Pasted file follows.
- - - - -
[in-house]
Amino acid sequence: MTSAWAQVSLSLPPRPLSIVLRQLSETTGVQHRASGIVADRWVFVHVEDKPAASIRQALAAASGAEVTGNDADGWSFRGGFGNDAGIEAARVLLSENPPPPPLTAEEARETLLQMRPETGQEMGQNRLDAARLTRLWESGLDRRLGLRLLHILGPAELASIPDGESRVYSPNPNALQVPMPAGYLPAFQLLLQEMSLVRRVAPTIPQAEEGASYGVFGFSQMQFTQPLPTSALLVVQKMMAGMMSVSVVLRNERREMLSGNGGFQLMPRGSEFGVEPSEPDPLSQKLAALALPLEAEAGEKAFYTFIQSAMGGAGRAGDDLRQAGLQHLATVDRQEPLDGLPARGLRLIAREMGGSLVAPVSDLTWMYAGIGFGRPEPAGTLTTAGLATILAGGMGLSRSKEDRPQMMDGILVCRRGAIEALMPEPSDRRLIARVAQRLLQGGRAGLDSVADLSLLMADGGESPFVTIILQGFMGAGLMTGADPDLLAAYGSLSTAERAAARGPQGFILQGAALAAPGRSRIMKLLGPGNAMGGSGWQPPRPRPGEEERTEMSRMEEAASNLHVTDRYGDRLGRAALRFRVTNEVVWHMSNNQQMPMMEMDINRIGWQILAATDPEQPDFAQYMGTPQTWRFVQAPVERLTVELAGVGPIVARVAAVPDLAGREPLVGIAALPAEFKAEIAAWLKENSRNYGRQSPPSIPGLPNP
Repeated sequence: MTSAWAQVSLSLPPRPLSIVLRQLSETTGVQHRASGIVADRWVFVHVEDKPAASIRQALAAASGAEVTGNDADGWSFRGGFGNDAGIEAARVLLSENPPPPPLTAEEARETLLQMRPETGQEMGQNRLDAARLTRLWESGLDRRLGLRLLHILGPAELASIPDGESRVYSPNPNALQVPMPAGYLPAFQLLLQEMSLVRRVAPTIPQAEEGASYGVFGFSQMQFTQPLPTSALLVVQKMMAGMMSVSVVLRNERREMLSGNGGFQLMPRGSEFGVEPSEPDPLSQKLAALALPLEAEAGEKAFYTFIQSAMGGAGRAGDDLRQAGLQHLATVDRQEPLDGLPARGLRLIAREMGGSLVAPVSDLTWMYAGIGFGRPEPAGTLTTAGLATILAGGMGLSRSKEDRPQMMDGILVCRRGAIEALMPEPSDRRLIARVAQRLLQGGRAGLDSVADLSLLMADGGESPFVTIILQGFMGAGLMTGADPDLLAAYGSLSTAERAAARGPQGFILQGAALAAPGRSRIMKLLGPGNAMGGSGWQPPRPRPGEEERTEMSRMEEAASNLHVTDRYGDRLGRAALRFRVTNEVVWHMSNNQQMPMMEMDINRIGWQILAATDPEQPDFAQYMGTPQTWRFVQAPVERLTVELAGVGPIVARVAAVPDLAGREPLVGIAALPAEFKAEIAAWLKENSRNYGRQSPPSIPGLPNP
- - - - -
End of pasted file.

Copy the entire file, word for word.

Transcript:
[in-house]
Amino acid sequence: MTSAWAQVSLSLPPRPLSIVLRQLSETTGVQHRASGIVADRWVFVHVEDKPAASIRQALAAASGAEVTGNDADGWSFRGGFGNDAGIEAARVLLSENPPPPPLTAEEARETLLQMRPETGQEMGQNRLDAARLTRLWESGLDRRLGLRLLHILGPAELASIPDGESRVYSPNPNALQVPMPAGYLPAFQLLLQEMSLVRRVAPTIPQAEEGASYGVFGFSQMQFTQPLPTSALLVVQKMMAGMMSVSVVLRNERREMLSGNGGFQLMPRGSEFGVEPSEPDPLSQKLAALALPLEAEAGEKAFYTFIQSAMGGAGRAGDDLRQAGLQHLATVDRQEPLDGLPARGLRLIAREMGGSLVAPVSDLTWMYAGIGFGRPEPAGTLTTAGLATILAGGMGLSRSKEDRPQMMDGILVCRRGAIEALMPEPSDRRLIARVAQRLLQGGRAGLDSVADLSLLMADGGESPFVTIILQGFMGAGLMTGADPDLLAAYGSLSTAERAAARGPQGFILQGAALAAPGRSRIMKLLGPGNAMGGSGWQPPRPRPGEEERTEMSRMEEAASNLHVTDRYGDRLGRAALRFRVTNEVVWHMSNNQQMPMMEMDINRIGWQILAATDPEQPDFAQYMGTPQTWRFVQAPVERLTVELAGVGPIVARVAAVPDLAGREPLVGIAALPAEFKAEIAAWLKENSRNYGRQSPPSIPGLPNP
Repeated sequence: MTSAWAQVSLSLPPRPLSIVLRQLSETTGVQHRASGIVADRWVFVHVEDKPAASIRQALAAASGAEVTGNDADGWSFRGGFGNDAGIEAARVLLSENPPPPPLTAEEARETLLQMRPETGQEMGQNRLDAARLTRLWESGLDRRLGLRLLHILGPAELASIPDGESRVYSPNPNALQVPMPAGYLPAFQLLLQEMSLVRRVAPTIPQAEEGASYGVFGFSQMQFTQPLPTSALLVVQKMMAGMMSVSVVLRNERREMLSGNGGFQLMPRGSEFGVEPSEPDPLSQKLAALALPLEAEAGEKAFYTFIQSAMGGAGRAGDDLRQAGLQHLATVDRQEPLDGLPARGLRLIAREMGGSLVAPVSDLTWMYAGIGFGRPEPAGTLTTAGLATILAGGMGLSRSKEDRPQMMDGILVCRRGAIEALMPEPSDRRLIARVAQRLLQGGRAGLDSVADLSLLMADGGESPFVTIILQGFMGAGLMTGADPDLLAAYGSLSTAERAAARGPQGFILQGAALAAPGRSRIMKLLGPGNAMGGSGWQPPRPRPGEEERTEMSRMEEAASNLHVTDRYGDRLGRAALRFRVTNEVVWHMSNNQQMPMMEMDINRIGWQILAATDPEQPDFAQYMGTPQTWRFVQAPVERLTVELAGVGPIVARVAAVPDLAGREPLVGIAALPAEFKAEIAAWLKENSRNYGRQSPPSIPGLPNP